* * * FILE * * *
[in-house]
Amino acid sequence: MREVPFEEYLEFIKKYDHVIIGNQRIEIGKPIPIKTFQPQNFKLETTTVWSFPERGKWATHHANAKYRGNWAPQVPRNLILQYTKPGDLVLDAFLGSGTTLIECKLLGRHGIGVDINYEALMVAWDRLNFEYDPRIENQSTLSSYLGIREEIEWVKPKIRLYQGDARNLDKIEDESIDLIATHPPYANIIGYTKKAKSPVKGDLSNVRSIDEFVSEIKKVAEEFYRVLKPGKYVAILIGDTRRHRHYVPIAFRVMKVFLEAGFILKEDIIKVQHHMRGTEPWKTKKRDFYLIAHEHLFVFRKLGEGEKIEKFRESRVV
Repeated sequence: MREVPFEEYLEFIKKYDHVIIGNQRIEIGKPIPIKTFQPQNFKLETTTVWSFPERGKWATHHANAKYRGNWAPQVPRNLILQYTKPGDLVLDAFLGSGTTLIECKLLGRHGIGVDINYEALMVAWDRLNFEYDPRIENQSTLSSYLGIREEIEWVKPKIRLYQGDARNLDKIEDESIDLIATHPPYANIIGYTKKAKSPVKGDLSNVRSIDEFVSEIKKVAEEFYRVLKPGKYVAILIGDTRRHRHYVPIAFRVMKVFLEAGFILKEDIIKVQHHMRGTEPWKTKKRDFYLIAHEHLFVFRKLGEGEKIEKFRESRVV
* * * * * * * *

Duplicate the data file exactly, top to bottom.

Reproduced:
[in-house]
Amino acid sequence: MREVPFEEYLEFIKKYDHVIIGNQRIEIGKPIPIKTFQPQNFKLETTTVWSFPERGKWATHHANAKYRGNWAPQVPRNLILQYTKPGDLVLDAFLGSGTTLIECKLLGRHGIGVDINYEALMVAWDRLNFEYDPRIENQSTLSSYLGIREEIEWVKPKIRLYQGDARNLDKIEDESIDLIATHPPYANIIGYTKKAKSPVKGDLSNVRSIDEFVSEIKKVAEEFYRVLKPGKYVAILIGDTRRHRHYVPIAFRVMKVFLEAGFILKEDIIKVQHHMRGTEPWKTKKRDFYLIAHEHLFVFRKLGEGEKIEKFRESRVV
Repeated sequence: MREVPFEEYLEFIKKYDHVIIGNQRIEIGKPIPIKTFQPQNFKLETTTVWSFPERGKWATHHANAKYRGNWAPQVPRNLILQYTKPGDLVLDAFLGSGTTLIECKLLGRHGIGVDINYEALMVAWDRLNFEYDPRIENQSTLSSYLGIREEIEWVKPKIRLYQGDARNLDKIEDESIDLIATHPPYANIIGYTKKAKSPVKGDLSNVRSIDEFVSEIKKVAEEFYRVLKPGKYVAILIGDTRRHRHYVPIAFRVMKVFLEAGFILKEDIIKVQHHMRGTEPWKTKKRDFYLIAHEHLFVFRKLGEGEKIEKFRESRVV